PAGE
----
18-Year-Old Male: College/Disability/Private School
Listen when Elijah shares how he discovered a disability in his first year of college
In this episode of A Teen’s Perspective, host Dr. RJ Jackson welcomes Elijah, an 18-year-old math major at UT. Elijah begins the conversation by describing his rather unconventional upbringing. His mom raised him on her own for the first five years of his life, and when she got pregnant with his sister, his mom and dad finally got married. Elijah remembers, at the age of five, his parents driving to the courthouse, and the box of cookies the judge gave him. That box of cookies turned into a piggy bank, which Elijah kept for years. Since then, his parents have raised him in a loving, Christian environment, and their family is very close.
Elijah graduated from high school last year. He recalls that he was both nervous and excited when he changed schools from middle to high school. His private middle school was very
small, with only six students in his eighth grade class. This school accommodated part-time homeschooling; Elijah spent three days a week at school and two days a week at home. Elijah
recommends part-time homeschooling, because his parents could be co-teachers and active in his education. Homeschooling, he says, also gives kids the opportunity to participate in
more extracurricular activities and take charge of their education. For high school, Elijah transitioned to a slightly bigger school, though there were only 36 people in his graduating
class. He became a full-time homeschool student for his senior year, mostly for financial reasons, and ended up taking dual credit classes at a community college. Elijah believes that
being part of a small Christian school taught him to get along with everyone and be more friendly, because everybody knew everybody, and he couldn’t pick and choose his friends.
Next, RJ and Elijah discuss the teenage rebellious phase, which Elijah says he didn’t personally experience, though he saw his friends go through it. He believes that teenagers
often need to feel autonomous, because they are almost adults but feel controlled by their parents. Elijah points out that this can feel claustrophobic. He saw his friends act out by
secretly dating or doing drugs. He, on the other hand, was not allowed to be around friends who did drugs, and therefore was pretty well-behaved in high school.
Elijah discovered his love for math in eighth grade when he attended a math summer camp. Most of his life, he had loved science but not really enjoyed math. However, the camp showed
him that there was much more depth to math than he’d ever known, and that it involved a lot of creative thinking. The camp completely changed his perspective on math, and he has
participated every summer since. Elijah is even considering working as the head counselor this summer. He believes that a big part of why he enjoyed the camp so much was that the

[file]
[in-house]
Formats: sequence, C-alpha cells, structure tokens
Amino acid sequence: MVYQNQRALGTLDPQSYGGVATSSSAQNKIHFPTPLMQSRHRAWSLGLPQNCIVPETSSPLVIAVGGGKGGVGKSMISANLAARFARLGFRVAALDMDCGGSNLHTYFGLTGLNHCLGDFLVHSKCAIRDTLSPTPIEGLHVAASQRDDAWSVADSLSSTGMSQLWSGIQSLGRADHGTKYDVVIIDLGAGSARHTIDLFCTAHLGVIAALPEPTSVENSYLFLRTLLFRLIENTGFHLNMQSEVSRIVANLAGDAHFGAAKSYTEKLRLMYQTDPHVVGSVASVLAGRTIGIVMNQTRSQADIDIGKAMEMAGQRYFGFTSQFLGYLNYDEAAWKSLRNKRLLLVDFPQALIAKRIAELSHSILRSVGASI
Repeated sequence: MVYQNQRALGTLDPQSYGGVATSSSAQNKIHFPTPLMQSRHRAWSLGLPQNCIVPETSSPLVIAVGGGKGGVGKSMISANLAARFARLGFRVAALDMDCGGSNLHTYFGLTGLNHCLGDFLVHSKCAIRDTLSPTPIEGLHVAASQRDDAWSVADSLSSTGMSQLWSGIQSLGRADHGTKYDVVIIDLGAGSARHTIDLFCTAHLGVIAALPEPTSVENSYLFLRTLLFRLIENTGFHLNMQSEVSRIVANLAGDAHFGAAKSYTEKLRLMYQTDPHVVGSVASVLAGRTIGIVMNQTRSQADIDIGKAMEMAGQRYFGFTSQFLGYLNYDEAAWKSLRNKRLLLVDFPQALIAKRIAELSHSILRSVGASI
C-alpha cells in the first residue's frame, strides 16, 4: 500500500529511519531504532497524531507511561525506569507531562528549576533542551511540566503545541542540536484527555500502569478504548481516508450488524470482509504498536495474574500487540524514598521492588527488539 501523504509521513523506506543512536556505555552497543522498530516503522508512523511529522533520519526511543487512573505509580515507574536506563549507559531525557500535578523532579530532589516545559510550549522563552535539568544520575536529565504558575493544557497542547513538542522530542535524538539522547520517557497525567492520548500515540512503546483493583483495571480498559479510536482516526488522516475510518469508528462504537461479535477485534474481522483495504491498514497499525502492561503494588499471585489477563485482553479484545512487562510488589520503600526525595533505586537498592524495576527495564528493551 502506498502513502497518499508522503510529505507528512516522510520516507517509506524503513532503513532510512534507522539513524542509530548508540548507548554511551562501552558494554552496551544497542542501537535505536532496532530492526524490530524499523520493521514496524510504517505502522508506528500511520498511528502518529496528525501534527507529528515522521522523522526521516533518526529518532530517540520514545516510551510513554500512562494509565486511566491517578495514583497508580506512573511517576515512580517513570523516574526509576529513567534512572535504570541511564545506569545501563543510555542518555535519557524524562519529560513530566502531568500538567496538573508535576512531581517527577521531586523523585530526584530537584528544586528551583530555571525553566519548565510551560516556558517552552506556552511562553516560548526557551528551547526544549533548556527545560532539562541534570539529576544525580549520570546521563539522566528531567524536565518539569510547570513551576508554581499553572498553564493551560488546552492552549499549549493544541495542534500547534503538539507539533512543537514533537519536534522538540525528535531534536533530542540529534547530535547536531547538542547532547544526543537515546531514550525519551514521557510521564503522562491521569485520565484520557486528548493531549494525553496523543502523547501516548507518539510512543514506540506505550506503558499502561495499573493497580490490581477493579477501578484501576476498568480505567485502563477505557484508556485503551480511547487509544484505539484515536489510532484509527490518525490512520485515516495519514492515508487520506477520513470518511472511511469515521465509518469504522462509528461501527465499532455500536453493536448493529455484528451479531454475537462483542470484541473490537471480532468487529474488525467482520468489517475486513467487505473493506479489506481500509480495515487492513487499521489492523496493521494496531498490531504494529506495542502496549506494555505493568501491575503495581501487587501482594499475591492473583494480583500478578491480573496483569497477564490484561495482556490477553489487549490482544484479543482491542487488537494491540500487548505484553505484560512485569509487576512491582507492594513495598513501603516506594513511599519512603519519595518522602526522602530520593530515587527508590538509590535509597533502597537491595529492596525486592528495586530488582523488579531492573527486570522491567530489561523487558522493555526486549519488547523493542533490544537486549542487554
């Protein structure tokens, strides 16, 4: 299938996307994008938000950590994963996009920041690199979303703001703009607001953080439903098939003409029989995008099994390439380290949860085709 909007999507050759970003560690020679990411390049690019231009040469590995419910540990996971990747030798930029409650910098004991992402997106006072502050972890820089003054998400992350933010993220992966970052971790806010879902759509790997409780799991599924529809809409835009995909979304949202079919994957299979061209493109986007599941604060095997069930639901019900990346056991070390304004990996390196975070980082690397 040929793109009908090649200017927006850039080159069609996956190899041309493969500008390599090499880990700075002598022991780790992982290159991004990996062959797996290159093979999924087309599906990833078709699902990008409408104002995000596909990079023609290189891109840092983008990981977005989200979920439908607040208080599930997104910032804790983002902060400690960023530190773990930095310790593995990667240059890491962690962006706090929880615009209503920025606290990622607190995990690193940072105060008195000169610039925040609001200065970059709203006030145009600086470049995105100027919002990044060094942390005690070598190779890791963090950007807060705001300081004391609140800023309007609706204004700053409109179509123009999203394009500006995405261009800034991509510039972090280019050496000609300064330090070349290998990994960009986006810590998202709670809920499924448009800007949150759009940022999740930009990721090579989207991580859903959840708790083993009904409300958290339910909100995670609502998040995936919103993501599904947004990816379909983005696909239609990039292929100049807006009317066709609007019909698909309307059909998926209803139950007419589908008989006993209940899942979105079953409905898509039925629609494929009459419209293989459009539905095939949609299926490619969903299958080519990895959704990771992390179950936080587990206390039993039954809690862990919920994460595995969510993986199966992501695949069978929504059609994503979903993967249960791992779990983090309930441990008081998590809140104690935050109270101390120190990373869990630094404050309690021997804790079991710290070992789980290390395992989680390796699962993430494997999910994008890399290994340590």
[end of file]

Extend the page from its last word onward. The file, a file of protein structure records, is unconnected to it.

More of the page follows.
kids who were there wanted to be there and wanted to learn. An excited student body has a big impact on creating an enjoyable learning experience, something that he also believes
positively contributes to a private school education.
Since he began attending UT in the fall, Elijah has run into several challenges, including the discovery that he had undiagnosed ADHD. He took the hardest math class available to
freshmen, and failed the first two tests because he wasn’t able to finish them on time. Thankfully, he was able to retake the second test with a disability allowance, and has since
been able to improve his grades in the class. Elijah also experienced culture shock in attending a school of 50,000 students, but he attended Camp Texas a few weeks before the
school year, and says that it helped him immensely. Camp Texas is a three-day camp in August in which you are split into groups of seven, and spend time playing games and
getting to know each other. This helped Elijah’s transition to college life, and he recommends the camp to any incoming UT students. Elijah is not sure of his plans post-college, but is
considering attending either medical school or graduate school for math.
Elijah ends the episode by providing advice for parents with teenagers. He says that his parents created a healthy, loving family environment by making their number priority to
keep their marriage vows. They also value conflict resolution over all else, and Elijah believes that lots of communication is important to making an encouraging family environment. He
also points out that if a teenager is acting out, there’s probably a reason, and that parental communication is more important than adding another punishment. Elijah also suggests
encouraging your teenager to find something they really love, and helping them excel at it.
If you are interested in learning how to coach your teen, visit coachyourteen.com